What is being taught lesson by lesson:
- Sexual and asexual reproduction.
- Meiosis and how it is different from mitosis.
- DNA and the genome.
- Genetic inheritance.
- Inherited disorders.
- Sex determination and genetic cross diagrams.
- Variation in species.
- Evolution and natural selection.
- Selective breeding.
- Genetic engineering.
- Evidence for evolution.
- Fossils and extinction.
- Resistant bacteria and MRSA.
- The classification of living organisms.
Key Terms for this topic (Tier 3 vocabulary)
Chromosomes – DNA – genes – proteins – genome – sexual reproduction – asexual reproduction – meiosis – embryo – gamete – variation – allele – characteristics – inheritance – offspring – inherited disorders – cystic fibrosis – polydactylyl – embryonic screening.
What everyone needs to know:
How does reproduction take place? – Egg cell and sperm in animals, pollen and egg cell in plants. Some organisms reproduce aseually so there is no variation as they are genetically identical to their parent.
Need to know meiosis and how gametes are made which will give rise to genetic variation (don’t need the individual steps of meiosis). Likewise, how gametes join to make a new organism with traits from both parents.
You need to be able to describe the structure of DNA and how it relates to genes and chromosomes. You need to know the importance of knowing the human genome and how it helps understand diseases and even tracking where humans came from and migrated thousands of years ago. Know what these are: gamete, chromosome, gene, allele, dominant, recessive, homozygous, heterozygous, genotype and phenotype.
Complete simple Punnett squares to predict, for example, how many children would have a certain hair colour. Apply this for polydactyly, cystic fibrosis and even predicting sex of offspring.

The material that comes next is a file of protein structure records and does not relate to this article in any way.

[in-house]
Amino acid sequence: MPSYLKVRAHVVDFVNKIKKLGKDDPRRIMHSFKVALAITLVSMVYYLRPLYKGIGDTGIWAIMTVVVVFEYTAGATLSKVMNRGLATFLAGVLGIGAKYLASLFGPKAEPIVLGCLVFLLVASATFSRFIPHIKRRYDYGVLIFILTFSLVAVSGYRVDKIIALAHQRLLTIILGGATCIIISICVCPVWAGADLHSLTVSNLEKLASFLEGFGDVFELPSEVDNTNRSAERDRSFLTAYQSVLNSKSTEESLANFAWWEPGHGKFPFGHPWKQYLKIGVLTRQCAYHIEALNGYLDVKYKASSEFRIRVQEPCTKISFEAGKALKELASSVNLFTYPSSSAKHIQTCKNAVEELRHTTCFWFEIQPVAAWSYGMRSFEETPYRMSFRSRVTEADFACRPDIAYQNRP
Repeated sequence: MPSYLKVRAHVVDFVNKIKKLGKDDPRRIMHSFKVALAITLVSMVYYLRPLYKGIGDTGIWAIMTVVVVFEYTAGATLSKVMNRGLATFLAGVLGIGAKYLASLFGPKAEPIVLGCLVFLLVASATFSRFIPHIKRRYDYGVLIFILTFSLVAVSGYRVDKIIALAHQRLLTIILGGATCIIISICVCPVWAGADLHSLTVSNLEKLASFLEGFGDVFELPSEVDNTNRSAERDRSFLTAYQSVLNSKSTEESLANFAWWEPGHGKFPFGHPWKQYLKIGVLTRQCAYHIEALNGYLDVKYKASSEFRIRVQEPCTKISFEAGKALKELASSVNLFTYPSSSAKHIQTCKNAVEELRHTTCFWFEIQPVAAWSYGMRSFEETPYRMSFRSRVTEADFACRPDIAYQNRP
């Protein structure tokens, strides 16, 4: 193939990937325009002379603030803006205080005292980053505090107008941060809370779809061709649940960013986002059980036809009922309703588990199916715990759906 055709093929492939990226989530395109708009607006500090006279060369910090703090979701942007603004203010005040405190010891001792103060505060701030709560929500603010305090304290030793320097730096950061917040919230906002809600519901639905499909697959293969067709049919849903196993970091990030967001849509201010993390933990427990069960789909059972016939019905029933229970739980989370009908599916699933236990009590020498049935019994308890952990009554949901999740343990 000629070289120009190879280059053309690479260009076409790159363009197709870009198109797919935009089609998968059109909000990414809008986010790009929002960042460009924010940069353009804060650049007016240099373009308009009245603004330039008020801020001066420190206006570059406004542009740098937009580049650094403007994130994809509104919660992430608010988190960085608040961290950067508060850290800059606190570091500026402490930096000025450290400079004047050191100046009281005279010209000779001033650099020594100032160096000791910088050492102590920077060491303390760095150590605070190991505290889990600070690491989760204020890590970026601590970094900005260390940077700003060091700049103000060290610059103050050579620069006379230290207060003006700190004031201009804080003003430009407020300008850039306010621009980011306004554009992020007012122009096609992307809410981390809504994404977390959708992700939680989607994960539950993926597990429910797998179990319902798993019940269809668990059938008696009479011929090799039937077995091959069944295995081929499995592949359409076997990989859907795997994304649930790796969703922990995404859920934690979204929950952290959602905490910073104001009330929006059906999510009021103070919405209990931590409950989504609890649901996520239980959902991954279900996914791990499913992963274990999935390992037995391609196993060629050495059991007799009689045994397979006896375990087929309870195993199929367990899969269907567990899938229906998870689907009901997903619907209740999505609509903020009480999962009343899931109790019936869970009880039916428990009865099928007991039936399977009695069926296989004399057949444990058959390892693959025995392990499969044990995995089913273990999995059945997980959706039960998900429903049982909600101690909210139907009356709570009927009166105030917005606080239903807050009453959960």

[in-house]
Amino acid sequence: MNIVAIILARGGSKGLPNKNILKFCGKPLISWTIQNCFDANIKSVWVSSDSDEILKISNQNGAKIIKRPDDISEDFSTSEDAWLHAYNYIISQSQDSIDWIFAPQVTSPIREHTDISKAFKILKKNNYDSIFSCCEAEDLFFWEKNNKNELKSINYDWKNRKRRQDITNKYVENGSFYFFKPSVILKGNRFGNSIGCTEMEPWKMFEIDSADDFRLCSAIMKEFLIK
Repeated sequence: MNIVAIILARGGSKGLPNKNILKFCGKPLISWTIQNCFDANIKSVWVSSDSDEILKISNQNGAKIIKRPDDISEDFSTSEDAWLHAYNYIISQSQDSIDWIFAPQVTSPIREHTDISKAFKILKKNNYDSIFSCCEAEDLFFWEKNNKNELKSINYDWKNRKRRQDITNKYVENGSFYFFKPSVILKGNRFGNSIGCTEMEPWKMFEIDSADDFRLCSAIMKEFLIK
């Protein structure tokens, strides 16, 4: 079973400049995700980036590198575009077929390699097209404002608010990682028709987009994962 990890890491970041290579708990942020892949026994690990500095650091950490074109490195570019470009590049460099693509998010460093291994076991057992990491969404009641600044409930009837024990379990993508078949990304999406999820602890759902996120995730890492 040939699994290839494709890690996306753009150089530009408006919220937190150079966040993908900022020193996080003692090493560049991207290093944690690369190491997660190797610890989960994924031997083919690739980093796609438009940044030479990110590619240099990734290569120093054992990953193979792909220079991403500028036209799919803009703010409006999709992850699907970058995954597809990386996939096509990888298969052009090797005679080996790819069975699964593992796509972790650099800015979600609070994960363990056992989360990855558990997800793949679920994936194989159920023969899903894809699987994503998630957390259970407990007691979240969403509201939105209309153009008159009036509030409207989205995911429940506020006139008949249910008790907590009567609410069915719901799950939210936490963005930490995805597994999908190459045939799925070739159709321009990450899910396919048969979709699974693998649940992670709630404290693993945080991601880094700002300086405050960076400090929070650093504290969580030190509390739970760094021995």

Link variation and mutation to the theory of evolution by natural selection. Describe the evidence of evolution such are using the fossil record. Learn about extinction events in the past and what could happen to earth in the future.
Selective breeding and its use in increasing milk or meat production from animals, dometicated dogs, crops that are more resistant to disease and unsual plants or flowers.
This is contrasted to genetic engineering which takes a step further and in cases where bacteria have been engineered to produce insulin to treat type 1 diabetics.
There is a threat to life as bacteria mutates to become resistant to antibiotics such as MRSA. This can be linked to the reasons that doctors should not prescribe antibiotics for colds and flu.
Organisms are named by the binomial system (Carl Linnaeus) and they are classified into kingdom, phylum, class, order, family, genus and species. There are evolutionary trees that show when species have died out and where they have common ancestors.
Extra topics needed for the Higher papers:
Using punnet squares, find the likelihood of inheriting certain characteristics or even genetic diseases. This is the applied to the theory of probability.
Describe the steps in the process of genetic engineering. The use of enzymes to isolate required genes, the vector to insert a gene then placed back into cells of animals, plant or microorganisms.